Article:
Draft Terms of Reference

Last Updated: 9 September 2009

Draft Terms of Reference

Procedure for use by ICANN for contractual approvals or contractual amendments to allow changes in the architecture or operation of a gTLD registry

Description of Task Force:
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ICANN has agreements with registry operators (for unsponsored gTLDs) and sponsors (for sponsored gTLDs). In the agreements, ICANN designates the operator (or sponsor) as the sole operator (or sponsoring organization) for the gTLD. In exchange, the operator or sponsor agrees that the gTLD registry will be operated according to various specifications, policies, and other requirements. These agreements constrain the freedom of a gTLD registry or sponsor to make changes in the architecture or operation of the registry that would not conform with those agreements, absent ICANN's prior consent. ICANN has agreed that it will not unreasonably withhold or delay this consent.

Some examples of where ICANN is required to give consent include changes to the fees for registry services, changes to the list of domain names registered to the registry operator, and changes to the functional or performance specifications included in a registry agreement. Many changes approved by ICANN in recent history have been minor and should have been approved in under 30 days, and in other cases changes have been more substantial, but not so substantial as to justify decision making processes running for 6 months or longer.

Where ICANN is required to give consent to a change, registry operators require ICANN to make decisions using a timely, transparent and predictable process. Under the unsponsored registry agreements, ICANN is also required to not unreasonably restrain competition and, to the extent feasible, promote and encourage robust competition; and not apply standards, policies, procedures or practices arbitrarily, unjustifiably, or inequitably and not single out a Registry Operator for disparate treatment unless justified by substantial and reasonable cause.

The purpose of this policy development process is to create a policy concerning the essential characteristics of the process by which ICANN considers registry operator or sponsor requests for contractual approvals or contractual amendments to allow changes in the architecture or operation of a gTLD registry.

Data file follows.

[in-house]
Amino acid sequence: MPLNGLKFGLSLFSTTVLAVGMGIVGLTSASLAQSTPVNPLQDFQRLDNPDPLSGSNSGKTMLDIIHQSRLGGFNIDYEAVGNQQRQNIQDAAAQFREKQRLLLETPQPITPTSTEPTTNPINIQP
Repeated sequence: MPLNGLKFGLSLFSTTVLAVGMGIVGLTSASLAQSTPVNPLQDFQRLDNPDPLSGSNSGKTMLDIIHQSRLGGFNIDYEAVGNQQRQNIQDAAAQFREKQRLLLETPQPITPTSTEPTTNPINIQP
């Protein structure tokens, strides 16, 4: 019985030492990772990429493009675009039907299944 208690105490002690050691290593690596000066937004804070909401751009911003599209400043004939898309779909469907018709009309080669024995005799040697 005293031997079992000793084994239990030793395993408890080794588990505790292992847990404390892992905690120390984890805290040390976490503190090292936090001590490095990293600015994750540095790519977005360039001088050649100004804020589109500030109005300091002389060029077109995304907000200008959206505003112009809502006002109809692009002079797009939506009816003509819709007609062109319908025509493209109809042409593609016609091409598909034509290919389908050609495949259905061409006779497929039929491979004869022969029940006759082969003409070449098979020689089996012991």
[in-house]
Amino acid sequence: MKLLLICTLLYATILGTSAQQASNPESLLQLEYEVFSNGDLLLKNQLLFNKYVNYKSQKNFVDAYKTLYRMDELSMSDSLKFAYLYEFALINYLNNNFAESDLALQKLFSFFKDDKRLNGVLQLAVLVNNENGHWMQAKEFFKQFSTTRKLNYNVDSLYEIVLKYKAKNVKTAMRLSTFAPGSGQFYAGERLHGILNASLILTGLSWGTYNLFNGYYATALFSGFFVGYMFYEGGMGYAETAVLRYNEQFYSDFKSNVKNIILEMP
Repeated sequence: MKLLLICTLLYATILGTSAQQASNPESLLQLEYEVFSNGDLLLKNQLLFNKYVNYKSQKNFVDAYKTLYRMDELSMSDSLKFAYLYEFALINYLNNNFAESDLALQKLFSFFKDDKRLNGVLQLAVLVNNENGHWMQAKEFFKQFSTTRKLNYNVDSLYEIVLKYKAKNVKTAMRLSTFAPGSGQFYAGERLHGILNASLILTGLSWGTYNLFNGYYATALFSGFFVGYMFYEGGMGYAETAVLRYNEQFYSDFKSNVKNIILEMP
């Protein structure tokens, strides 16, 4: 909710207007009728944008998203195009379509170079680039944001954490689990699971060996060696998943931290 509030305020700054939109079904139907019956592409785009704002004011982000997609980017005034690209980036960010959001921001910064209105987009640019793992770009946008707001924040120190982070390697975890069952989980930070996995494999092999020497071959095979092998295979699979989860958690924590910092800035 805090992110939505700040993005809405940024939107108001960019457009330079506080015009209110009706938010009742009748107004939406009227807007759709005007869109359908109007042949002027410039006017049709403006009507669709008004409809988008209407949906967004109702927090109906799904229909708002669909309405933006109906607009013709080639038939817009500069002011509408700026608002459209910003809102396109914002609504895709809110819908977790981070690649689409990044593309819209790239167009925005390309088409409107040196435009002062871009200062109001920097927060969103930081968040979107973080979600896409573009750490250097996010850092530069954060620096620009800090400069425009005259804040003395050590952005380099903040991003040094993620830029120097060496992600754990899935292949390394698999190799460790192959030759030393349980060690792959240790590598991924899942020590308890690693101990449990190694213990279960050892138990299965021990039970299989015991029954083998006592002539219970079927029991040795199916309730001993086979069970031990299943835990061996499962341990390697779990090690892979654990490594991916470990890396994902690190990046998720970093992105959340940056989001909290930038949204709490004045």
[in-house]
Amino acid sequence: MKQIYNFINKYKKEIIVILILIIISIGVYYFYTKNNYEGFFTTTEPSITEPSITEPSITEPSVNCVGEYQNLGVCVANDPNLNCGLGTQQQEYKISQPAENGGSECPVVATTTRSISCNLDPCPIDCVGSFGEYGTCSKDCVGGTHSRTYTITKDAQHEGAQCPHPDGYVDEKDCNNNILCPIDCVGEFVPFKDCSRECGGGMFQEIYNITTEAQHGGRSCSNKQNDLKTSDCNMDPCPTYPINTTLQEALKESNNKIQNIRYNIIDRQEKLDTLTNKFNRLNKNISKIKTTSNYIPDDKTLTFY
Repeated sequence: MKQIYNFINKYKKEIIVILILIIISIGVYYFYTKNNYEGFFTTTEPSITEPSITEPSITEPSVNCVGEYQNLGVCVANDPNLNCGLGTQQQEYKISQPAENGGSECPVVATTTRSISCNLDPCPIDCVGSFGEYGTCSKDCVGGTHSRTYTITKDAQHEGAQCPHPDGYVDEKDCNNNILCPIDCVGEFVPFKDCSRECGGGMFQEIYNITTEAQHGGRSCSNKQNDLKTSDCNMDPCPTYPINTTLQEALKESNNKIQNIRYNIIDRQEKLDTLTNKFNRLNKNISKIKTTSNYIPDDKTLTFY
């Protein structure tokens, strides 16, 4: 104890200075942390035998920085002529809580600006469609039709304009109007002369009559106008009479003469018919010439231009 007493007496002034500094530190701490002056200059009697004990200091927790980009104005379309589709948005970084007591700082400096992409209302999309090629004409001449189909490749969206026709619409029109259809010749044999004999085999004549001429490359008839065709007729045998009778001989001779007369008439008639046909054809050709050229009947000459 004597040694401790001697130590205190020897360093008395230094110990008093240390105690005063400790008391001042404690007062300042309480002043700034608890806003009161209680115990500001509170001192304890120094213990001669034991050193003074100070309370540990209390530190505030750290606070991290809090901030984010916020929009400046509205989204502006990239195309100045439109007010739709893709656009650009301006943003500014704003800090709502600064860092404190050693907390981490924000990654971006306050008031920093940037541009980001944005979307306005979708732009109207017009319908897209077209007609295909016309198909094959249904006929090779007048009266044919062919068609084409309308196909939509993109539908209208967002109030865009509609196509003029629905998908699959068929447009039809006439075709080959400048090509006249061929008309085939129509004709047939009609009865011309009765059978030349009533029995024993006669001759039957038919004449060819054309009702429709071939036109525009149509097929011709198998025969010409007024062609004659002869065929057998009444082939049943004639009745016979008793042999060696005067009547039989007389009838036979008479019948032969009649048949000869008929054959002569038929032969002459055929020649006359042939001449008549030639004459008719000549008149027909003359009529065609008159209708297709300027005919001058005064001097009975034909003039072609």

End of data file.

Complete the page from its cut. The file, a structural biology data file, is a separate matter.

Out-of-scope
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Changes to the nature of the agreements between ICANN and registry operators (e.g removing the requirement to meet functional and performance specifications, and replacing with a more general requirement to ensure security and stability). This will be the subject of further policy development associated with the review of the current proof of concept for new gTLDs, and the development of policies governing the introduction of new gTLDs.

Additional obligations on registry operators or gtld sponsors beyond what is already specified in their existing agreements.

In-scope
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The development of a "quick-look" procedure for quick approval of changes that do not harm the legitimate interests of third parties, threaten stability or security, nor contravene any existing ICANN policy.

The development of a more comprehensive process for when the "quick-look" process used by ICANN staff results in concerns of ICANN staff that allows ICANN to obtain qualified outside expertise, including through consultation with competition and technical experts.

Mechanisms to protect the confidentiality of requests for contractual approvals or contractual amendments to prevent unnecessary and premature disclosures of proprietary commercial information to competitors.

Tasks/milestones
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(1) Develop guidelines for when approval is required to make a change based on the existing registry agreements. (for action by ICANN staff in consultation with registry operators and sponsors)

(2) Develop a check list of issues to consider when approving a change

(3) Develop a process and timeline for responding to a request including "quick-check" phase, and where a quick-check indicates a need for further work - a timeline for obtaining expert advice and consultation with significantly affected entities.

(4) Develop a process and timeline for an appeals procedure for use by registry operators.